Krisi and Mike’s daughter Stella, a twin to brother Max, would need open-heart surgery in her first few days of life.
Their search for the best treatment possible stopped at the Children’s Heart Center at Ann & Robert H. Lurie Children’s Hospital of Chicago. The Heart Center, ranked 8th in the nation for child cardiology and heart surgery by U.S. News & World Report, brings the spectrum of cardiac specialists together to care for patients with the most complex and serious heart conditions throughout their lifespans — from before birth, through childhood and into adulthood.
“After meeting with the whole team and discussing the care, quality of life, and the treatment she would need, we felt as though our daughter had the best chance at life when treated at Lurie Children’s,” Krisi said.
At Lurie Children’s Regenstein Cardiac Care Unit (CCU), inpatients with the most complex heart conditions stay in the same private room from admission to discharge. The care unit is where Krisi and Mike called home for months following Stella and Max’s birth at 38 weeks. Stella was diagnosed with hypoplastic left heart syndrome (HLHS), meaning the left side of her heart was severely underdeveloped. At just five days old, she had her first open-heart surgery at Lurie Children’s.
In Stella’s operation, known as The Norwood procedure, the surgical team built a new aorta, and made the right ventricle pump blood into both the new aorta and to the lungs. The tube carrying blood to the lungs is an innovative device that can be balloon-dilated in the catheterization laboratory, allowing it to carry more blood as the patient grows. Alan Nugent, MD, the Director of the Interventional Cardiology and Cardiac Catheterization Laboratory at Lurie Children’s, has participated in the development of this novel tube graft and have published some of the early encouraging results with it.
Stella weighed a little more than five pounds at her Norwood operation, so the dilatable tube allowed her to have the right amount of blood flow to her lungs for her initial small body size, while balloon expansions some months later allowed her to receive an appropriately increased amount of lung blood flow as she got bigger.
After surgery, Stella recovered in the hospital for months, a period that served as a crash course for the parents in learning to care for their daughter’s medical needs.
As a way to help manage Stella’s care at home, the family participated in the Heart Center’s Interstage Home Monitoring Program (IHM). This program allowed Stella to be at home with her family while staying in constant contact with her team from Lurie Children’s Single Ventricle Center of Excellence. IHM focuses on home monitoring of oxygen saturation levels, caloric intake and weight gain in addition to early recognition of “Red Flag” symptoms.
The unique program at Lurie Children’s has taken this monitoring one step further in collaboration with the Telehealth Programs to include weekly scheduled video visits with the patient and family in their home, along with daily remote patient monitoring, making an advanced practice nurse and nurse coordinator available to the family day and night.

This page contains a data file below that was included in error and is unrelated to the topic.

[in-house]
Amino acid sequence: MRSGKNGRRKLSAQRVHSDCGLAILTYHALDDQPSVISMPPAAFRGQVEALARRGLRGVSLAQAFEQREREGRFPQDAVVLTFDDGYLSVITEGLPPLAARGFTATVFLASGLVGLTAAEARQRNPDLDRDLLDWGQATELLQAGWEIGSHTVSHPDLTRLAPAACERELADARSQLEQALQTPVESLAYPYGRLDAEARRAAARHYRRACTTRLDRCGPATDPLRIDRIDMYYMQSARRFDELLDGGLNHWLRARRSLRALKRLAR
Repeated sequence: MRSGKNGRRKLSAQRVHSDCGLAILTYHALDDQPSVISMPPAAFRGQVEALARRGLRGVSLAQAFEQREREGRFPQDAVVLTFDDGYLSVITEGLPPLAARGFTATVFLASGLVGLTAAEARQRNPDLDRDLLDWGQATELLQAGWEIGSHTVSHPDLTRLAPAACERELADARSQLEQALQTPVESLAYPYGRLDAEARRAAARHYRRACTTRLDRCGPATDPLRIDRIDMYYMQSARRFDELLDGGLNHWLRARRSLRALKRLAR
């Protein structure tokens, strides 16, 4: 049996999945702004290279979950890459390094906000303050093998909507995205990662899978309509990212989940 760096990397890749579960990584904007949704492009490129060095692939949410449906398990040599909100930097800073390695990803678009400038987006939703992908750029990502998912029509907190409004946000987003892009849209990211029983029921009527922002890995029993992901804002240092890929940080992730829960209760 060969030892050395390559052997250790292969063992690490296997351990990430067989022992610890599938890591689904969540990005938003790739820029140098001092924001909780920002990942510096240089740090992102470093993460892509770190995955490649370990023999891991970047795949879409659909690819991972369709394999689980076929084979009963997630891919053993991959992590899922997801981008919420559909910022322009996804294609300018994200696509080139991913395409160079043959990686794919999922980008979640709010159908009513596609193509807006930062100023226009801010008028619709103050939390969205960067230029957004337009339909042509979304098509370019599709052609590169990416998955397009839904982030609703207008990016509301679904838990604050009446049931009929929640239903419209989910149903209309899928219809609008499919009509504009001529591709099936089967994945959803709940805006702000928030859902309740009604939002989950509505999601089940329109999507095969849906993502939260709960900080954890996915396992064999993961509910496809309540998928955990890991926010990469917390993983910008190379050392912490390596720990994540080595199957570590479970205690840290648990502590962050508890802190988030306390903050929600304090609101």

As babies such as Stella who have undergone heart surgery grow and become adolescents, they may need additional support. For patients whose surgeries early on in life lead to developmental or psycho-social impairment, Lurie Children’s NICU-Cardiac Neurodevelopmental Program provides support for children with issues involving school achievement, language, visual processing, memory, attention, executive functioning and motor skills.
Adolescents also benefit from the Adult Congenital Heart Disease Program (ACHD), which is designed to ease the transition from pediatric to adult cardiac care. This care coordination from pediatric cardiologist to ACHD cardiologist provides a seamless continuity and reduces risks of problems from multiple hand-offs to different physicians.
In February, Stella underwent her second heart operation, The Glenn procedure. This made it possible for blood from the upper body to go to the lungs. The baby faced many complications following this surgery, including chylothorax, norovirus and a need for chest tubes. She had to endure a catherization and a lymphangiogram and stayed in the hospital for more than two months.
“Despite the road bumps, the CCU team led by Dr. Kiona Allen persisted to find good outcomes,” Krisi said. “Stella smiled through most of the days, even when COVID-19 made it difficult to visit with new arising policies. All through this, we made it as a family and Stella finally went home without readmission.”
Since then, Stella has made strides very quickly, catching up to Max every day, stunning her family with her will to learn and persevere, Krisi said. She has even graduated from Home Monitoring Program. She no longer needs a nasogastric feeding tube, and can eat 100 percent by mouth, a celebrated milestone among children with her condition.
“Max shows her all she needs to know. When they play, they giggle and give each other hugs and kisses, and they are finally on the same schedule,” Krisi said. In July, the siblings celebrate their first birthday.
Stella’s next, and hopefully final, surgery – the Fontan procedure will – occur when she is between 3-4 years old.
“We thank the stars above for Lurie Children’s Heart Center surgeons, doctors, nurses and staff who care for Stella and who are a part of our family,” Krisi said, noting especially Dr. Nugent, Michelle Steltzer, CPNP-AC/PC; Amanda Synder, Nurse Coordinator; Kiona Allen, MD, Interim Medical Director, Regenstein Cardiac Care Unit; Medical Director, Single Ventricle Center of Excellence; Associate Medical Director, NICU-Cardiac Neurodevelopmental Program; Amy Lay, MD, Director of Non-Critical Care Inpatient Cardiology in the Regenstein Cardiac Care Unit; Jared Green, MD, Division Head of Interventional Radiology; and the entire staff of the Regenstein Cardiac Care Unit.